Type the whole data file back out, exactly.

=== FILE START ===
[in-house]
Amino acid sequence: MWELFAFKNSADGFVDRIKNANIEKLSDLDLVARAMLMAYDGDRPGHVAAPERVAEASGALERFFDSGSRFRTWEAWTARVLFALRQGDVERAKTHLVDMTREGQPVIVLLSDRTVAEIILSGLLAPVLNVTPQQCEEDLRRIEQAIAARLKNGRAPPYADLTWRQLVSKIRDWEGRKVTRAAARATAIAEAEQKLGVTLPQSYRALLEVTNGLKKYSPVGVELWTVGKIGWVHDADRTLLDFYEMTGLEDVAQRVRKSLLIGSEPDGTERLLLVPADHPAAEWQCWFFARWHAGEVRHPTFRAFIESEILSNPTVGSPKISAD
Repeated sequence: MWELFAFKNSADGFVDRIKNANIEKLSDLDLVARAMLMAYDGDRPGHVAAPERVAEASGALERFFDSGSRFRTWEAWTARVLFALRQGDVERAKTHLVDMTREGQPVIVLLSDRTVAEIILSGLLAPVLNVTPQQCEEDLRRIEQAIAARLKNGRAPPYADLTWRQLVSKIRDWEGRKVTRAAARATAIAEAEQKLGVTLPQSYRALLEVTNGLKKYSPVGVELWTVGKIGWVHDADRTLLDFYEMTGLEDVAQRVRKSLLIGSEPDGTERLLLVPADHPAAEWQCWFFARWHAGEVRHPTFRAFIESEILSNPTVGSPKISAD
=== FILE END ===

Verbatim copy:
[in-house]
Amino acid sequence: MWELFAFKNSADGFVDRIKNANIEKLSDLDLVARAMLMAYDGDRPGHVAAPERVAEASGALERFFDSGSRFRTWEAWTARVLFALRQGDVERAKTHLVDMTREGQPVIVLLSDRTVAEIILSGLLAPVLNVTPQQCEEDLRRIEQAIAARLKNGRAPPYADLTWRQLVSKIRDWEGRKVTRAAARATAIAEAEQKLGVTLPQSYRALLEVTNGLKKYSPVGVELWTVGKIGWVHDADRTLLDFYEMTGLEDVAQRVRKSLLIGSEPDGTERLLLVPADHPAAEWQCWFFARWHAGEVRHPTFRAFIESEILSNPTVGSPKISAD
Repeated sequence: MWELFAFKNSADGFVDRIKNANIEKLSDLDLVARAMLMAYDGDRPGHVAAPERVAEASGALERFFDSGSRFRTWEAWTARVLFALRQGDVERAKTHLVDMTREGQPVIVLLSDRTVAEIILSGLLAPVLNVTPQQCEEDLRRIEQAIAARLKNGRAPPYADLTWRQLVSKIRDWEGRKVTRAAARATAIAEAEQKLGVTLPQSYRALLEVTNGLKKYSPVGVELWTVGKIGWVHDADRTLLDFYEMTGLEDVAQRVRKSLLIGSEPDGTERLLLVPADHPAAEWQCWFFARWHAGEVRHPTFRAFIESEILSNPTVGSPKISAD